Thailand: Up Country

Isan: "Buriram, Ubon, Mukdahan and the New Paradigm"

Ubon Ratchatani


August 20 - September 2, 2006


Dear Family and Friends,


First, The Old Paradigm: I decide on a general itinerary; pack lightly (easier said than done); show up at the first stop and look for modest accommodations; wander around; use public transportation to sights in the area; eat wherever it looks good; decide on the next destination; repeat process above.

Vientiane and Luang Probang, Laos: "Rain"



July 29, 2002

Dear Family and Friends,

I am not feeling particularly clever or articulate at the moment. I am sad. I am leaving Southeast Asia after almost six weeks.

Cambodia - a wonderful adventure: ancient temples, unusual scenery, smiling faces and delicious food in a country struggling to regain its footing after years of war and torment.

Laos - it never stopped raining. I got so depressed I left early. I did meet several warm, helpful and soft-spoken people. I bought a beautiful golden silk shawl that I plan to drape over my piano. What I did see in Vientiane and Luang Prabang was inspiring scenery and architecture.

Nakhon Ratchasima (Khorat): "Prasat Hin Phimai"

Issan. Part 1 Khorat Thailand

December 4, 2004

Dear Family and Friends,

How shall I say this? I have had a very happy two weeks.

On 22 November, after departing Bangkok by train at 05:45 and arriving at Nakhon Ratchasima, also known as Khorat, four hours later, and after a brief nap at the impressive Khorat Hotel ( A/C, TV, king-size bed, huge bathtub -- all for $14.25 per night -- a little expensive for this area),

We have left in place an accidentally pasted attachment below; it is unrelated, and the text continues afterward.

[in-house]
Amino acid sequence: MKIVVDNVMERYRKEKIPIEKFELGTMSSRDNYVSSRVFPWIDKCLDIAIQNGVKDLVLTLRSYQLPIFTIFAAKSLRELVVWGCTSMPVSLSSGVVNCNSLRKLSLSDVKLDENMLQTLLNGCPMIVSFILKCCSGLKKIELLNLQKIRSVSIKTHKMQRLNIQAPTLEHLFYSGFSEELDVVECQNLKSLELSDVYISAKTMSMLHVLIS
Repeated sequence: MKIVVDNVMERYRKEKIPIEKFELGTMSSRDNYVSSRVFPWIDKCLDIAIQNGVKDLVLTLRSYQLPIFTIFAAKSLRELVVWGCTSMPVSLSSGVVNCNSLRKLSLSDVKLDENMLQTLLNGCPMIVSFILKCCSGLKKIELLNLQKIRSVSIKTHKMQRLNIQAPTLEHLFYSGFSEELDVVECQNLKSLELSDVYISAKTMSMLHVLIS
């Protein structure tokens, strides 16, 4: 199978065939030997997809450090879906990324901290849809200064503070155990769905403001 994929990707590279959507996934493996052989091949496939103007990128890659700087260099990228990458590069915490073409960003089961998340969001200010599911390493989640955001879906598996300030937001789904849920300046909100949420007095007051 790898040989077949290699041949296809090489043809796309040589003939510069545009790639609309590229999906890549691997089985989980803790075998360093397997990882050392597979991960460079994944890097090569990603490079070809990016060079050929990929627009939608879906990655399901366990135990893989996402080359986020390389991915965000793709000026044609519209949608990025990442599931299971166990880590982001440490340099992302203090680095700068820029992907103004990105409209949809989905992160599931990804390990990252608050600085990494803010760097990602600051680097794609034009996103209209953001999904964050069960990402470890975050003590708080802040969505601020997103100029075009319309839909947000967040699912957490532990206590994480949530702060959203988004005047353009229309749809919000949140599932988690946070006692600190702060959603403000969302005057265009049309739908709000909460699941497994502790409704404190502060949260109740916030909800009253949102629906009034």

Kao Yai National Park: "Shinola"

Issan Part 2.

Khao Yai National Park


November 25, 2004

Dear Family and Friends,

Yesterday I was in the jungle.

I left the Isaan Plateau and headed southwest to the mountain chain which forms the border between Thailand and Cambodia. 05:15 - 05:30...Motorbike taxi to bus station. 06:00 - 07:00...Bus to Pak Chong. 07:15 - 07:30...Khao Yai Garden Lodge picked me up.

Nang Rong: "Prasat Hin Khao Phanom Rung"

Nang Rong, Buriram


November 30, 2004


Dear Family and Friends,

When I mention to Thai people that I plan to visit Isaan, they all smile. Now the Thai smile can have many meanings: Genuine friendship, well-mannered politeness, slightly restrained affection, short-lived tolerance, and perhaps, "I smile because I know what you don't know." Take your pick.